Later this week, juniors in all 12 colleges will apply to be freshman counselors. The position they seek to fill is one of the oldest elements of Yale’s residential college systems, as well as one of Yale’s first advisory positions, and it is undergoing a change next year that we do not support.

Next year’s class of freshmen will be the first in decades to enter Yale without ethnic counselors. Instead, freshman counselors will receive the training once given to ethnic counselors, and will be expected to perform the same duties. This change has come after years of griping about the program. Though we do not argue ethnic counselors should have been retained in their current form, we also do not believe this change will ultimately help freshmen.

The freshman counselor program was started in 1938, before Yale had opened all ten original residential colleges. In 1972, Yale introduced ethnic counselors in an attempt to improve the retention rate of minority students. Since then, ethnic counselors have worked within the residential college counseling system to help freshmen of racial and ethnic minorities resolve issues surrounding race and ethnicity in what remains a majority-white environment.

Those involved in the ethnic counselor program have complained of its problems for years. Many freshmen have felt disconnected from their ethnic counselors, who have been assigned largely at random, and who, despite common race or ethnicity, may not have come to Yale with experiences comparable to those of the freshmen to whom they are assigned and advise. Ethnic counselors, too, have complained about the system, which forces them to bear the responsibilities of freshman counselors, while keeping them from working with freshman as frequently or as informally as freshman counselors do.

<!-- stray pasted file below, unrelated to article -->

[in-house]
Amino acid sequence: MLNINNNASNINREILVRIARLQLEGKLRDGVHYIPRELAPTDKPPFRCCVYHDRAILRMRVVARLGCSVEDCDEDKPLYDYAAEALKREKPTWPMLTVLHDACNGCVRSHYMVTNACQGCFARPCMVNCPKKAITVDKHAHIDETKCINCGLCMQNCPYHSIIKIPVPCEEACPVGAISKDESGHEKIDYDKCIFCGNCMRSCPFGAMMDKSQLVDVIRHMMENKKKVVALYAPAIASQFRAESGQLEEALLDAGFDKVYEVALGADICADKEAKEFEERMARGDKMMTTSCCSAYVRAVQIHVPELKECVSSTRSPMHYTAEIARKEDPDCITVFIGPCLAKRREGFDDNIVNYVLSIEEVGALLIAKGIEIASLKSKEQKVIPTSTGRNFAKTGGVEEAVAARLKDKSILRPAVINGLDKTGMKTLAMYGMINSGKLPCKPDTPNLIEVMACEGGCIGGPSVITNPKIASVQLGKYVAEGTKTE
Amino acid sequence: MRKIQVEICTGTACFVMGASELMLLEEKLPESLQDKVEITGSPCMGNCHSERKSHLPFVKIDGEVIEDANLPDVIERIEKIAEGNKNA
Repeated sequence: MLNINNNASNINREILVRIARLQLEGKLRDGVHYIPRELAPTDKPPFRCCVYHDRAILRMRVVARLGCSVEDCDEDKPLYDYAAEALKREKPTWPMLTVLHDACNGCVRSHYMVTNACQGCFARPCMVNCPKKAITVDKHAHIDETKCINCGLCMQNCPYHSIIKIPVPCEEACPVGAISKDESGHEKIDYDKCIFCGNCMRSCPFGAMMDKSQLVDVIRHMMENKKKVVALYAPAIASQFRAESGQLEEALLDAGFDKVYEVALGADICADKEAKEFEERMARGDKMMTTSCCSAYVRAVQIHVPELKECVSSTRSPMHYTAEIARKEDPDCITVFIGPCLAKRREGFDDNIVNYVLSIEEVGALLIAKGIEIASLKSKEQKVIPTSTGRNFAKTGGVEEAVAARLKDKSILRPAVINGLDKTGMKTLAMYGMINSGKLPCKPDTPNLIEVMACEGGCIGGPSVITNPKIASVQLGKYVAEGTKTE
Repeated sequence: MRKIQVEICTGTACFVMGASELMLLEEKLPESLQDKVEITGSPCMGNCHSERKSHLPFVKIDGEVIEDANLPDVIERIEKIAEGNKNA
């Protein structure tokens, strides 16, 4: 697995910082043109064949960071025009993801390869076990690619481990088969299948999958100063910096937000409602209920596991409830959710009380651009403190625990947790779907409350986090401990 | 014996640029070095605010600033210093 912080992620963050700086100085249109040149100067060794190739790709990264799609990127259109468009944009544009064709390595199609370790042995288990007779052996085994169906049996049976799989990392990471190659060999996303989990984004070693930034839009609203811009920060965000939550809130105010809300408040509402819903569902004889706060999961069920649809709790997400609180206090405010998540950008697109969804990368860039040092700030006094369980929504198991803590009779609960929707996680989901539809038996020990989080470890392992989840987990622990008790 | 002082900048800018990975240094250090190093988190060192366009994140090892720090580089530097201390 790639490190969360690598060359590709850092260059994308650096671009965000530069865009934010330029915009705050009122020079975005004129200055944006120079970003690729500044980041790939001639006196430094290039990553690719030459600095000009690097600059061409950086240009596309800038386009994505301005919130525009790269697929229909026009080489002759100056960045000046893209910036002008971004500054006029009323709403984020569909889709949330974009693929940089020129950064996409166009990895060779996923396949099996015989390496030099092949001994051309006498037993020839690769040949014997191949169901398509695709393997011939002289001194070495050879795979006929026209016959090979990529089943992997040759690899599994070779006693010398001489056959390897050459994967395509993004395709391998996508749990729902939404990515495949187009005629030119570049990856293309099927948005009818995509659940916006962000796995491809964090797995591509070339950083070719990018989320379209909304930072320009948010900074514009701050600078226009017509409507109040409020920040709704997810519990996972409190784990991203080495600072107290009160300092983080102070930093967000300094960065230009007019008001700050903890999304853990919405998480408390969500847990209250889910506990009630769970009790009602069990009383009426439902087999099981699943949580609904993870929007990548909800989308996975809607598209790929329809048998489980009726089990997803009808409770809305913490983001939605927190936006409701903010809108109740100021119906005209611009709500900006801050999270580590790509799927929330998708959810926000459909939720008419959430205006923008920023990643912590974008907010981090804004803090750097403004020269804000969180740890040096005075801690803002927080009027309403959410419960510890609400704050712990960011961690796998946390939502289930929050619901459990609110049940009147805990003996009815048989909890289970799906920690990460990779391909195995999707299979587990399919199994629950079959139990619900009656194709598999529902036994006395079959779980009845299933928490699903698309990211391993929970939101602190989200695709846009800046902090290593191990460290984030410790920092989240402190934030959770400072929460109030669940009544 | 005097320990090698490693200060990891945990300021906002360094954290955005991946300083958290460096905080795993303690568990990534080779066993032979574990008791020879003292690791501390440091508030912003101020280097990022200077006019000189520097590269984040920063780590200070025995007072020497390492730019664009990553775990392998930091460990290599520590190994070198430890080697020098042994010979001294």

Yale has changed a great deal since the ethnic counseling program began. It is more diverse and further from its all-white, all-male past. It has more cultural houses and a more extensive system of support and advising for minority students outside the residential colleges. But many students still appreciate the help of their ethnic counselors, so the answer to the program’s problems was not to eliminate it.

We object to the notion that freshman counselors will, with some additional training, be able to perform all the functions ethnic counselors have traditionally performed. A freshman disappointed by her distance from her ethnic counselor will not likely find a freshman counselor with ethnic counselor training to be a more helpful source of guidance.

And we object to the affirmative action that some of our masters and deans have acknowledged will be necessary next year. To make up for the missing ethnic counselors, each college’s freshman counseling team will now have to be as racially diverse as possible. An applicant’s race will now have to be considered alongside his experience as an adviser or mentor, or his demonstrated ability to guide younger students.

Next year’s freshman counselors must work within the new counseling program Yale has established. But we hope those in charge of the freshman counselor system are already working to devise a better permanent solution to the problems of the ethnic counselor program.